- Director Vikram Bhatt’s 29th Hindi film
- Actress Patralekha’s (Citylights) second film
- Yet another vapid examination of love, lust and betrayal
As part of his new film’s classy publicity campaign, the inexhaustible Vikram Bhatt wrote a first-person account in a Mumbai tabloid about how his daughter set him up on a Tinder date with an air-hostess.
Apparently, the woman rejected him after dessert because she was afraid she would “fall in love” with him. I’m pretty sure this poignant and sincere experience of his served as inspiration for Love Games’ final money-shot line: The need for two lovers to be together is more than two f*ckers.
And just like that, love wins the day over lust. Lust is dark and love is a white knight. Because, in the Bhatts’ ever-evolving exploration of modern-day relationships, sex is a disease that only husband-killing psychopaths (Patralekha, as Ramona) are contaminated with. Just to drive home the point, every second scene opens with her snorting lines and yelling “Holy Moly!” and its many western variations. It doesn’t help that her voice is equipped with the diction of that ominous Iraqi Major from Airlift. At one point, Ramona compares her partner-in-crime Sam’s (debutant Gaurav Arora) infatuation with an abused trophy wife-cum-surgeon (Tara Alisha Berry; the only saving grace) to a scuba diver wading underwater. That he must surface for a piece of Iraqi Glenn Close is a given, because after all, they’re coke-snorting sinners who get off by seducing happy couples at page 3 parties. And they call this mischief 'Love Games’. Oh, the irony.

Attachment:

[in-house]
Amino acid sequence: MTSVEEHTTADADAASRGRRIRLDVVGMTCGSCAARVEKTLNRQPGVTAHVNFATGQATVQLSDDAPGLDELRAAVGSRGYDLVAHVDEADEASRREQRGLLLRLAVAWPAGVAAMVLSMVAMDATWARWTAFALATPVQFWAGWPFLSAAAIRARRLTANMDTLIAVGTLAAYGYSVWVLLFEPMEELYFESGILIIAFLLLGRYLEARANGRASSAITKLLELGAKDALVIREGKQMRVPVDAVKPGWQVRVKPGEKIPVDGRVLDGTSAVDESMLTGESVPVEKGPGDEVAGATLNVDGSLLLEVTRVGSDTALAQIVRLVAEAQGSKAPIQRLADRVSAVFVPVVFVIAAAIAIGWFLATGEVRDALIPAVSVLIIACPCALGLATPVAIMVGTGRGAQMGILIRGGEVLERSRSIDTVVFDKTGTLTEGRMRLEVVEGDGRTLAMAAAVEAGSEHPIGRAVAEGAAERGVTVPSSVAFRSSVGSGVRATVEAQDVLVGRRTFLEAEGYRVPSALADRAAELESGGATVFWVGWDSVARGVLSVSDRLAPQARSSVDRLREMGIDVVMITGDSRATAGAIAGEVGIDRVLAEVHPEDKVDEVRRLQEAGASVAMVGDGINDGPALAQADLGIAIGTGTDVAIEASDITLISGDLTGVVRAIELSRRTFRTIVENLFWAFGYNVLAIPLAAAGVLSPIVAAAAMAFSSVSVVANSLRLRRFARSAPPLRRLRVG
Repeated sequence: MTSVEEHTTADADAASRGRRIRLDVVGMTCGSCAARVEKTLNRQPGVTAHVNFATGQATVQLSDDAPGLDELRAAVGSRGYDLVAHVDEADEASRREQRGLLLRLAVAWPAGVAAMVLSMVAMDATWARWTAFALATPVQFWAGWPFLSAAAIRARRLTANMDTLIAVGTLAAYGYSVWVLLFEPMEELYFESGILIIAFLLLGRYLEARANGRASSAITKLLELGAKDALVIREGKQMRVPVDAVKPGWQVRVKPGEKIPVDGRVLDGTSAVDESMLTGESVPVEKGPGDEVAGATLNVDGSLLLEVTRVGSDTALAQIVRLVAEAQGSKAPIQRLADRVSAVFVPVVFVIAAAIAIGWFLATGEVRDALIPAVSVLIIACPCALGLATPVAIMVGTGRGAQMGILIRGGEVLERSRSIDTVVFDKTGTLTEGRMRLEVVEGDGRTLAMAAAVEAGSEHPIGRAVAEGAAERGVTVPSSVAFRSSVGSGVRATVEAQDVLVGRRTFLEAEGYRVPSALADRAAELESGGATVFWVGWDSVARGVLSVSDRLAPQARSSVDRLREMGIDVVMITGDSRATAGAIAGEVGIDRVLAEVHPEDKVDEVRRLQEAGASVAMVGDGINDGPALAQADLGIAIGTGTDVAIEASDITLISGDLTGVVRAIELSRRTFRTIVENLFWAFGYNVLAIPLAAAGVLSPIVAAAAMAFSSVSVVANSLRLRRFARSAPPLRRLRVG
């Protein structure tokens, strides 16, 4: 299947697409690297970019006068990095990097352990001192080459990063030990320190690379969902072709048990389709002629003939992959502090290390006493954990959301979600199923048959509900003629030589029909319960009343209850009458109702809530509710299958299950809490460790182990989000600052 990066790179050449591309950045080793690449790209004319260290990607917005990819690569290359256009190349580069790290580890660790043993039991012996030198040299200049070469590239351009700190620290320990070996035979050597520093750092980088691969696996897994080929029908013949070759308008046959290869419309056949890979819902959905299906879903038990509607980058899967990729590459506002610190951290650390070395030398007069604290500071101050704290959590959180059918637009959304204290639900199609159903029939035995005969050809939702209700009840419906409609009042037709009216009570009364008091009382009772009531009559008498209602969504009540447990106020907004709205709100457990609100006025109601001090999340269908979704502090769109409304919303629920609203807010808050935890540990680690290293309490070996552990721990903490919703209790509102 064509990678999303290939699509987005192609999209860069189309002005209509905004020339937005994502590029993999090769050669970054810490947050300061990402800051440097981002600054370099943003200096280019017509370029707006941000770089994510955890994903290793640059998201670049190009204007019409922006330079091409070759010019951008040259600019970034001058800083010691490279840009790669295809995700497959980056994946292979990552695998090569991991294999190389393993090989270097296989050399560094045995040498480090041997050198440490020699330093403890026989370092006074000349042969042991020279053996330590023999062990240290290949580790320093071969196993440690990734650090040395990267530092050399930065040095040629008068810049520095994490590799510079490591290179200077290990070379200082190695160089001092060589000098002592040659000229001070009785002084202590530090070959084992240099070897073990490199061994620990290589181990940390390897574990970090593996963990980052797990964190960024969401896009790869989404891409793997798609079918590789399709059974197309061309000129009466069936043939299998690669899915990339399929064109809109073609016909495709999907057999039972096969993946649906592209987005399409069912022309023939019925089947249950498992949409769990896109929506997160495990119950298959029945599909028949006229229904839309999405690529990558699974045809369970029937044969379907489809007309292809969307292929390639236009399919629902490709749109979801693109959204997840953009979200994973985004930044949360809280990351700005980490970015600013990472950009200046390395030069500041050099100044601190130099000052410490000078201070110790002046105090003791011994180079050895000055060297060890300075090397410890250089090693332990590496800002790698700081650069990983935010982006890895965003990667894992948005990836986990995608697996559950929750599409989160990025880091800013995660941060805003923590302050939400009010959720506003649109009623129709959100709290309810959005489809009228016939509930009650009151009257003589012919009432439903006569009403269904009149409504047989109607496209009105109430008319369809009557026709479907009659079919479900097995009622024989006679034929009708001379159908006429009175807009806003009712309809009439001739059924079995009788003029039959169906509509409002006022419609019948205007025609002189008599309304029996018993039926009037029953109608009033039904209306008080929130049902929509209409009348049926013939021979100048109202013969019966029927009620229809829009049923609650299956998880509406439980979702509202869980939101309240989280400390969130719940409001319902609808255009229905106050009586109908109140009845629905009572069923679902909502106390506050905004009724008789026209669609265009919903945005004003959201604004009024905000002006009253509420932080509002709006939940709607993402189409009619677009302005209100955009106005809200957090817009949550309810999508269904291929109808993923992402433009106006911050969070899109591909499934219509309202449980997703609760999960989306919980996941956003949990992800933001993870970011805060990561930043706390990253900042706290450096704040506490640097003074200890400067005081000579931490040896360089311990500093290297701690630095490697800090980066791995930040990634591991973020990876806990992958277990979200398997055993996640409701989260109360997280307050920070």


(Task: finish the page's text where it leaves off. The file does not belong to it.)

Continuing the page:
It could be worse though – they could be horny ghosts (Haunted 3D) or horny creatures (Creature 3D) or horny phantoms (Mr. X) or all of the above. Though Patralekha tries her damnedest best to look like she’s participating in a supernatural Hunger Games’ edition.
To be fair, Bhatt is onto something with Sam’s character. He slits his wrists just to feel alive, and is generally messed up, especially when he is told “Life is not worth living until you find someone to die for” by his dour psychiatrist. He rightly calls this a greeting-card quote and storms away. Later, of course, he falls for damsel-in-distress and admits she was right. Damsel falls for him because he records a romantic song for her, only moments after she strips to reveal domestic-abuse scars on her back.
Mind you, she thinks he is a stalker by now. But a frontal shot of her bra is far more important for the filmmaker to portray her agony.
Such naughty people leading naughty lives in naughty mansions in a naughty director’s rather first-world interpretation of a world he thinks only he knows about. Even in Mr. X, Bhatt’s previous unmitigated debacle, he had tried to pass off clear Cape Town as South Mumbai – with cop jeeps zooming from picturesque promenades into Mulund malls between two scenes. Here, MH-plated BMWs swerve across warm orange-lit Indian streets and enter the cold, balmy gates of Cape Town’s hospitals and beach-front villas.
Calling it a “posh urban thriller” is one thing, hijacking an entire landscape and soundscape to justify this inane production package is another altogether. I was planning to visit the country next year, and now I’m worried that I’ll find rickshaws, overcrowded buses, honking scooters and hawkers selling Chetan Bhagat books and Bhatt DVDs at traffic signals.